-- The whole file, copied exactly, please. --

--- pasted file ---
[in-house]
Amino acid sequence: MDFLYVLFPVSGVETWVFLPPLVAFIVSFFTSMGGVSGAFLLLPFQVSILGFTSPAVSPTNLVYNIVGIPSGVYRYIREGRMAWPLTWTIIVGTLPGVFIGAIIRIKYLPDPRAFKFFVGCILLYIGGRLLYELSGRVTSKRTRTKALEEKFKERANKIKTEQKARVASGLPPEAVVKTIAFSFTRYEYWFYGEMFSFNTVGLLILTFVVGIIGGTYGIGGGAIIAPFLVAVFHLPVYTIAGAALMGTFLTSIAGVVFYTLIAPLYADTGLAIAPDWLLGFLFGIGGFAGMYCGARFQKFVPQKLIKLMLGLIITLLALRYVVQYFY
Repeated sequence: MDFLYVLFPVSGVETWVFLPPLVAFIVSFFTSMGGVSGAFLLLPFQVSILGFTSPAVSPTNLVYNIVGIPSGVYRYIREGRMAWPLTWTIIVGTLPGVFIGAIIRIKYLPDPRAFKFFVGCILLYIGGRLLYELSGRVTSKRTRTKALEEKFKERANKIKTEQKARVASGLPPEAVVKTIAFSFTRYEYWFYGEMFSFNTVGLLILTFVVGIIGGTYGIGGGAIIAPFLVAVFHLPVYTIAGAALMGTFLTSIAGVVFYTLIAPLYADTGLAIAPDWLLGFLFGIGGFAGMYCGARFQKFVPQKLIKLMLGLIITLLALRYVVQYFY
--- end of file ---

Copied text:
[in-house]
Amino acid sequence: MDFLYVLFPVSGVETWVFLPPLVAFIVSFFTSMGGVSGAFLLLPFQVSILGFTSPAVSPTNLVYNIVGIPSGVYRYIREGRMAWPLTWTIIVGTLPGVFIGAIIRIKYLPDPRAFKFFVGCILLYIGGRLLYELSGRVTSKRTRTKALEEKFKERANKIKTEQKARVASGLPPEAVVKTIAFSFTRYEYWFYGEMFSFNTVGLLILTFVVGIIGGTYGIGGGAIIAPFLVAVFHLPVYTIAGAALMGTFLTSIAGVVFYTLIAPLYADTGLAIAPDWLLGFLFGIGGFAGMYCGARFQKFVPQKLIKLMLGLIITLLALRYVVQYFY
Repeated sequence: MDFLYVLFPVSGVETWVFLPPLVAFIVSFFTSMGGVSGAFLLLPFQVSILGFTSPAVSPTNLVYNIVGIPSGVYRYIREGRMAWPLTWTIIVGTLPGVFIGAIIRIKYLPDPRAFKFFVGCILLYIGGRLLYELSGRVTSKRTRTKALEEKFKERANKIKTEQKARVASGLPPEAVVKTIAFSFTRYEYWFYGEMFSFNTVGLLILTFVVGIIGGTYGIGGGAIIAPFLVAVFHLPVYTIAGAALMGTFLTSIAGVVFYTLIAPLYADTGLAIAPDWLLGFLFGIGGFAGMYCGARFQKFVPQKLIKLMLGLIITLLALRYVVQYFY